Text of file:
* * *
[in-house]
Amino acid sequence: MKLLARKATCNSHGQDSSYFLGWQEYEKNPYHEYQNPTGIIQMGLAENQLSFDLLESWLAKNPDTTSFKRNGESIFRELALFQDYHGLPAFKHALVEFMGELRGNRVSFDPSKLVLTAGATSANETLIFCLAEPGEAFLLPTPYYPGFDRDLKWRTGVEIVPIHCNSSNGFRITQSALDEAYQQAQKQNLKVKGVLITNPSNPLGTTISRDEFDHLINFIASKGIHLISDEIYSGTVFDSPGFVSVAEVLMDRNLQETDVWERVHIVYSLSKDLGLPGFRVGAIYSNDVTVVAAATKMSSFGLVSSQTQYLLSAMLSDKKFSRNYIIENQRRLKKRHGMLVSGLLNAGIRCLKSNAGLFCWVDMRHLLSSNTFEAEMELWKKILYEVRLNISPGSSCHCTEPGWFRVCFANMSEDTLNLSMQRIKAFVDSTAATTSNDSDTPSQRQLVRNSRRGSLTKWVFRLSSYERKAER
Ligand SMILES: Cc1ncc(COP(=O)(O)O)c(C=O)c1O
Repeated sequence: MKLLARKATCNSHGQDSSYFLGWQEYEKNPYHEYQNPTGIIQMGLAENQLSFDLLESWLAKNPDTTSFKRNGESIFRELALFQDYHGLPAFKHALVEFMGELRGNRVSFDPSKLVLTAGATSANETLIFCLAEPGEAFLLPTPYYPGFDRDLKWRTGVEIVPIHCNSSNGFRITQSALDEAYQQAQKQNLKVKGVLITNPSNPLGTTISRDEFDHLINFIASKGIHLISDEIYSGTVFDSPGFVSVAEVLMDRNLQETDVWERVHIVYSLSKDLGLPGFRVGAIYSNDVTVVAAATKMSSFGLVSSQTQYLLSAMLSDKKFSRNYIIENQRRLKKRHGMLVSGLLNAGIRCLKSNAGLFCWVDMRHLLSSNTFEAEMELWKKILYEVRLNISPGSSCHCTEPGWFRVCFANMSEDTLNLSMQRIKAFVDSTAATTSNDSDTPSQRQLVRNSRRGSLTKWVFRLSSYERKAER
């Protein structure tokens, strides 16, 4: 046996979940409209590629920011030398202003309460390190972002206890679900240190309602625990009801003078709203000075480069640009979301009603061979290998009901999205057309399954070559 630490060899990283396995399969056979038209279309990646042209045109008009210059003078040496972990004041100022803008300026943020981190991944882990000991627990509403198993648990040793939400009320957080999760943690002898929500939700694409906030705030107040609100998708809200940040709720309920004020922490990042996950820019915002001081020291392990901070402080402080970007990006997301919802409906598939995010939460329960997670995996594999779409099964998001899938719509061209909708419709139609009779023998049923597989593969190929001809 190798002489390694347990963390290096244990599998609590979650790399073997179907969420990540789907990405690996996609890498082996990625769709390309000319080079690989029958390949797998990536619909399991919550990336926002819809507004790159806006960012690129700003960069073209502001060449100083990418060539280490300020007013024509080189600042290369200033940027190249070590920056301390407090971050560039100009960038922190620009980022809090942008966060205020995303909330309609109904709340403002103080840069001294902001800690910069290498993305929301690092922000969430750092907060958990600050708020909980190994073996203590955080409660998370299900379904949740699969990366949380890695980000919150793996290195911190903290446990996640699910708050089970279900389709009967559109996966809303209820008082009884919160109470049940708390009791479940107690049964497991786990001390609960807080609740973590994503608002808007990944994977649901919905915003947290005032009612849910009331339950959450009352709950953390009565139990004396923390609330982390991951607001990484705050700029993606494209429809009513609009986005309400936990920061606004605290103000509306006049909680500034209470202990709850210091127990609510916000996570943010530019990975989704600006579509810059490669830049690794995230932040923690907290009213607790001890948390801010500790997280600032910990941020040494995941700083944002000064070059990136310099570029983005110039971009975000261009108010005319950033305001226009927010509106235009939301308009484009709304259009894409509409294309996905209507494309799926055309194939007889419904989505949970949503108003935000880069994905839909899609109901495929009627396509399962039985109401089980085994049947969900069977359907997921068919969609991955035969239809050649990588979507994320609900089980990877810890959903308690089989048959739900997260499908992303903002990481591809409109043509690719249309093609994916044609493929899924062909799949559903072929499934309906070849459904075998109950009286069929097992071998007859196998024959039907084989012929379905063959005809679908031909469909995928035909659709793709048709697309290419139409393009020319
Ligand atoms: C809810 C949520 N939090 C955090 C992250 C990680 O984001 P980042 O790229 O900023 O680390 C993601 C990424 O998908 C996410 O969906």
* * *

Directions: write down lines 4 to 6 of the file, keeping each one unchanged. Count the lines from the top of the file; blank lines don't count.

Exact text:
Repeated sequence: MKLLARKATCNSHGQDSSYFLGWQEYEKNPYHEYQNPTGIIQMGLAENQLSFDLLESWLAKNPDTTSFKRNGESIFRELALFQDYHGLPAFKHALVEFMGELRGNRVSFDPSKLVLTAGATSANETLIFCLAEPGEAFLLPTPYYPGFDRDLKWRTGVEIVPIHCNSSNGFRITQSALDEAYQQAQKQNLKVKGVLITNPSNPLGTTISRDEFDHLINFIASKGIHLISDEIYSGTVFDSPGFVSVAEVLMDRNLQETDVWERVHIVYSLSKDLGLPGFRVGAIYSNDVTVVAAATKMSSFGLVSSQTQYLLSAMLSDKKFSRNYIIENQRRLKKRHGMLVSGLLNAGIRCLKSNAGLFCWVDMRHLLSSNTFEAEMELWKKILYEVRLNISPGSSCHCTEPGWFRVCFANMSEDTLNLSMQRIKAFVDSTAATTSNDSDTPSQRQLVRNSRRGSLTKWVFRLSSYERKAER
């Protein structure tokens, strides 16, 4: 046996979940409209590629920011030398202003309460390190972002206890679900240190309602625990009801003078709203000075480069640009979301009603061979290998009901999205057309399954070559 630490060899990283396995399969056979038209279309990646042209045109008009210059003078040496972990004041100022803008300026943020981190991944882990000991627990509403198993648990040793939400009320957080999760943690002898929500939700694409906030705030107040609100998708809200940040709720309920004020922490990042996950820019915002001081020291392990901070402080402080970007990006997301919802409906598939995010939460329960997670995996594999779409099964998001899938719509061209909708419709139609009779023998049923597989593969190929001809 190798002489390694347990963390290096244990599998609590979650790399073997179907969420990540789907990405690996996609890498082996990625769709390309000319080079690989029958390949797998990536619909399991919550990336926002819809507004790159806006960012690129700003960069073209502001060449100083990418060539280490300020007013024509080189600042290369200033940027190249070590920056301390407090971050560039100009960038922190620009980022809090942008966060205020995303909330309609109904709340403002103080840069001294902001800690910069290498993305929301690092922000969430750092907060958990600050708020909980190994073996203590955080409660998370299900379904949740699969990366949380890695980000919150793996290195911190903290446990996640699910708050089970279900389709009967559109996966809303209820008082009884919160109470049940708390009791479940107690049964497991786990001390609960807080609740973590994503608002808007990944994977649901919905915003947290005032009612849910009331339950959450009352709950953390009565139990004396923390609330982390991951607001990484705050700029993606494209429809009513609009986005309400936990920061606004605290103000509306006049909680500034209470202990709850210091127990609510916000996570943010530019990975989704600006579509810059490669830049690794995230932040923690907290009213607790001890948390801010500790997280600032910990941020040494995941700083944002000064070059990136310099570029983005110039971009975000261009108010005319950033305001226009927010509106235009939301308009484009709304259009894409509409294309996905209507494309799926055309194939007889419904989505949970949503108003935000880069994905839909899609109901495929009627396509399962039985109401089980085994049947969900069977359907997921068919969609991955035969239809050649990588979507994320609900089980990877810890959903308690089989048959739900997260499908992303903002990481591809409109043509690719249309093609994916044609493929899924062909799949559903072929499934309906070849459904075998109950009286069929097992071998007859196998024959039907084989012929379905063959005809679908031909469909995928035909659709793709048709697309290419139409393009020319
Ligand atoms: C809810 C949520 N939090 C955090 C992250 C990680 O984001 P980042 O790229 O900023 O680390 C993601 C990424 O998908 C996410 O969906």